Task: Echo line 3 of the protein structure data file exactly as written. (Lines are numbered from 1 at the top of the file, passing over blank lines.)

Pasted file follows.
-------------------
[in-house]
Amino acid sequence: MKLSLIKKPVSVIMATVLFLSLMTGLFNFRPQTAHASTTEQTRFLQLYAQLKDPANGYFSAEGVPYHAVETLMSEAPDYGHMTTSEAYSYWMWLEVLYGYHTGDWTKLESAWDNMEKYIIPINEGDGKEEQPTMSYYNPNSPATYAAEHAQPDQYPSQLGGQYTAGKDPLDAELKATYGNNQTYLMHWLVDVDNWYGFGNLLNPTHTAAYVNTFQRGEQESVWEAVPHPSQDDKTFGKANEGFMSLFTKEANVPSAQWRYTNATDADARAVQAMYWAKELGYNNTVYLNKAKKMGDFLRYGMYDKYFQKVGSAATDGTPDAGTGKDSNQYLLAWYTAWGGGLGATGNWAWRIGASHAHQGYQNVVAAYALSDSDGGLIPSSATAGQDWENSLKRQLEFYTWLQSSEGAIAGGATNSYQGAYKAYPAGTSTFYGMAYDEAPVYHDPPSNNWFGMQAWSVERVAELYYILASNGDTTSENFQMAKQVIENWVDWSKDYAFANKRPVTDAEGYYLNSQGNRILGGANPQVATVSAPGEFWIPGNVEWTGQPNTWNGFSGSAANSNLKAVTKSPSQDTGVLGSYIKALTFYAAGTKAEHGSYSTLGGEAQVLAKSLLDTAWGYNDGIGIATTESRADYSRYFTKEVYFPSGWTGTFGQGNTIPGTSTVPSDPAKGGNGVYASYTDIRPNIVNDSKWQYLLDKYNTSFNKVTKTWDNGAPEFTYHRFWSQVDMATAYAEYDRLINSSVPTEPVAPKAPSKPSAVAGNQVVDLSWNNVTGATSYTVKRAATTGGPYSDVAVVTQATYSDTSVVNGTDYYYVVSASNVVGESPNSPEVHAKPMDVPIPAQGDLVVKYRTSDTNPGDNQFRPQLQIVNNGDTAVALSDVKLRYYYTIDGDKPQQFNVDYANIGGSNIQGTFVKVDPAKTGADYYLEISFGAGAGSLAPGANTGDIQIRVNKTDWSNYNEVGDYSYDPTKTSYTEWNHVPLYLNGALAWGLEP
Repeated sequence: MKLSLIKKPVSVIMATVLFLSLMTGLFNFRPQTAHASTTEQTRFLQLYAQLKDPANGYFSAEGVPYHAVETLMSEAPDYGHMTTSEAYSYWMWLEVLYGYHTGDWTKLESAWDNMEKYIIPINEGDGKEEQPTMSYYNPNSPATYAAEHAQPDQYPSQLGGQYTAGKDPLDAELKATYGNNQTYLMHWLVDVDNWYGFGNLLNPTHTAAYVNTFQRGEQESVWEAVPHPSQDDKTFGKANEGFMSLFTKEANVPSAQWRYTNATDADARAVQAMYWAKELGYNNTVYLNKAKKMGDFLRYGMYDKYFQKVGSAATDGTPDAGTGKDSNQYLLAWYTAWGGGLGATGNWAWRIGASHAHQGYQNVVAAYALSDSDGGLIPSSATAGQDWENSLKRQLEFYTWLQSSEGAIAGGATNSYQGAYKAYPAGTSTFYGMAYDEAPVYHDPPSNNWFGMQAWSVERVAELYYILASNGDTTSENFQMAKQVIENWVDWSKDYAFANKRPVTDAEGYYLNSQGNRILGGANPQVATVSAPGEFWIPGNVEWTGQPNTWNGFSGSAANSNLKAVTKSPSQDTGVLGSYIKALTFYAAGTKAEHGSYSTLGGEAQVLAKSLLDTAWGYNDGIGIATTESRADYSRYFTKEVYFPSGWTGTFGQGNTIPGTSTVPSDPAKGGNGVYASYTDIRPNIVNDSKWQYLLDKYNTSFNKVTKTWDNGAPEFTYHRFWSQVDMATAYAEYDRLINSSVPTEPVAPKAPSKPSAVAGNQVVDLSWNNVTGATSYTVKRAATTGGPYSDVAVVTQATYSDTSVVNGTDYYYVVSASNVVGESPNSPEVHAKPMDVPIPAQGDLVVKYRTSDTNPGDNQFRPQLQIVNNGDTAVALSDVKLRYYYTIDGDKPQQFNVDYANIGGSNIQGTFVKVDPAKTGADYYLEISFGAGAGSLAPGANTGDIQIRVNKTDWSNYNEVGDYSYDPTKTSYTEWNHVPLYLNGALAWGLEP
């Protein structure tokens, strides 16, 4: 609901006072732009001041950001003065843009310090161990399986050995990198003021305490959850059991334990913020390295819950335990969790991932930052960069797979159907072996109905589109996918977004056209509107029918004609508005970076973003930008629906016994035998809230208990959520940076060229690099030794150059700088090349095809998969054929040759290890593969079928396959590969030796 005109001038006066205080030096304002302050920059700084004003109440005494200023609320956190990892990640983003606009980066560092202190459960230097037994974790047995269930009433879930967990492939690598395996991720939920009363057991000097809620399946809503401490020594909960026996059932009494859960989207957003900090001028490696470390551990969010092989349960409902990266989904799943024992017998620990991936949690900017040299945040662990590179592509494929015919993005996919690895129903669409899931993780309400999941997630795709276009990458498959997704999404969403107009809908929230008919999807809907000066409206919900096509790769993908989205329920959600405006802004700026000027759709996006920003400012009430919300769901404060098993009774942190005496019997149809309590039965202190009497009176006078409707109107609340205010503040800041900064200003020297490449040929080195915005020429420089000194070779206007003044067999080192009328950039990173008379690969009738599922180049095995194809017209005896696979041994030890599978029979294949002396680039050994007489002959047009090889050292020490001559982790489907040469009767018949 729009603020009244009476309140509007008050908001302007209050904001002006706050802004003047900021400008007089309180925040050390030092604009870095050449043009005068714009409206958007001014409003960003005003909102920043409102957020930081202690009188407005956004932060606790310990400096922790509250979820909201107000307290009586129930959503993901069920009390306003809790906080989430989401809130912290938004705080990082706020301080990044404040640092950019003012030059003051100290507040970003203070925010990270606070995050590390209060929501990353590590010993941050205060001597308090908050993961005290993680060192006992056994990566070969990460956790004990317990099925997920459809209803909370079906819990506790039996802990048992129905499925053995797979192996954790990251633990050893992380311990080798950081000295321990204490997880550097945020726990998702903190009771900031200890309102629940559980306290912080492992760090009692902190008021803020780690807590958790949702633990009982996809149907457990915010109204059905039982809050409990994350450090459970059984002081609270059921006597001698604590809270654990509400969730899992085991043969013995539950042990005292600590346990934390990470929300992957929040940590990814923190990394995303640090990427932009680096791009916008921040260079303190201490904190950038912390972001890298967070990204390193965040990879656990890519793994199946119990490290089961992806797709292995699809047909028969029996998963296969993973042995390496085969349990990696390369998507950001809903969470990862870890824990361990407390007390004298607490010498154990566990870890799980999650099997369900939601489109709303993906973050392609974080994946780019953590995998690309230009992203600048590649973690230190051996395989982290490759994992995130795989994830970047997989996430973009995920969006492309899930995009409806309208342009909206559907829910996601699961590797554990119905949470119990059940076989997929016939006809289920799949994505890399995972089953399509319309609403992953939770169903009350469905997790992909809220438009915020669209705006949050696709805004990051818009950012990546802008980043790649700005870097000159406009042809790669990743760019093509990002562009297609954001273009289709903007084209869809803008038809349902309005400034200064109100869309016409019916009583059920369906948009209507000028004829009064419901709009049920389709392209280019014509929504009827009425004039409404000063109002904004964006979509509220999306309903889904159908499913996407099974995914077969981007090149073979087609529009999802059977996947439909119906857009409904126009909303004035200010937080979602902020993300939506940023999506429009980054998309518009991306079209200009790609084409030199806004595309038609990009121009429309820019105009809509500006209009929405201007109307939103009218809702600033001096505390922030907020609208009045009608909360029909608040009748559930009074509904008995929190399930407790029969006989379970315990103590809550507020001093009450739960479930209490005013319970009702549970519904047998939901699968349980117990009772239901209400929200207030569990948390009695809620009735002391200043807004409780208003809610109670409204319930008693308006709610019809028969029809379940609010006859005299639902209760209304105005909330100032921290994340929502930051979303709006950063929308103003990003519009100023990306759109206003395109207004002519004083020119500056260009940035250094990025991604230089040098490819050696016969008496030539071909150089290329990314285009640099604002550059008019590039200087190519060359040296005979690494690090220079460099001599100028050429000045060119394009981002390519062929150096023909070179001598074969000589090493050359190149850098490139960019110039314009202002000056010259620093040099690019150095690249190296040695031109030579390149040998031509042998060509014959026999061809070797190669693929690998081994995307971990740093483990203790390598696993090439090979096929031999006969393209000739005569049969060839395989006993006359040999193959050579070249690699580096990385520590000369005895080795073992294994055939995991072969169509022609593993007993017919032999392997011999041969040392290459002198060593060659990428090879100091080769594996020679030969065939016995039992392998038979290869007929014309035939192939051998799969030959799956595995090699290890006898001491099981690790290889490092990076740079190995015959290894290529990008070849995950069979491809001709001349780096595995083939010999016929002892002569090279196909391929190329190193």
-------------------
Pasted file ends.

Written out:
Repeated sequence: MKLSLIKKPVSVIMATVLFLSLMTGLFNFRPQTAHASTTEQTRFLQLYAQLKDPANGYFSAEGVPYHAVETLMSEAPDYGHMTTSEAYSYWMWLEVLYGYHTGDWTKLESAWDNMEKYIIPINEGDGKEEQPTMSYYNPNSPATYAAEHAQPDQYPSQLGGQYTAGKDPLDAELKATYGNNQTYLMHWLVDVDNWYGFGNLLNPTHTAAYVNTFQRGEQESVWEAVPHPSQDDKTFGKANEGFMSLFTKEANVPSAQWRYTNATDADARAVQAMYWAKELGYNNTVYLNKAKKMGDFLRYGMYDKYFQKVGSAATDGTPDAGTGKDSNQYLLAWYTAWGGGLGATGNWAWRIGASHAHQGYQNVVAAYALSDSDGGLIPSSATAGQDWENSLKRQLEFYTWLQSSEGAIAGGATNSYQGAYKAYPAGTSTFYGMAYDEAPVYHDPPSNNWFGMQAWSVERVAELYYILASNGDTTSENFQMAKQVIENWVDWSKDYAFANKRPVTDAEGYYLNSQGNRILGGANPQVATVSAPGEFWIPGNVEWTGQPNTWNGFSGSAANSNLKAVTKSPSQDTGVLGSYIKALTFYAAGTKAEHGSYSTLGGEAQVLAKSLLDTAWGYNDGIGIATTESRADYSRYFTKEVYFPSGWTGTFGQGNTIPGTSTVPSDPAKGGNGVYASYTDIRPNIVNDSKWQYLLDKYNTSFNKVTKTWDNGAPEFTYHRFWSQVDMATAYAEYDRLINSSVPTEPVAPKAPSKPSAVAGNQVVDLSWNNVTGATSYTVKRAATTGGPYSDVAVVTQATYSDTSVVNGTDYYYVVSASNVVGESPNSPEVHAKPMDVPIPAQGDLVVKYRTSDTNPGDNQFRPQLQIVNNGDTAVALSDVKLRYYYTIDGDKPQQFNVDYANIGGSNIQGTFVKVDPAKTGADYYLEISFGAGAGSLAPGANTGDIQIRVNKTDWSNYNEVGDYSYDPTKTSYTEWNHVPLYLNGALAWGLEP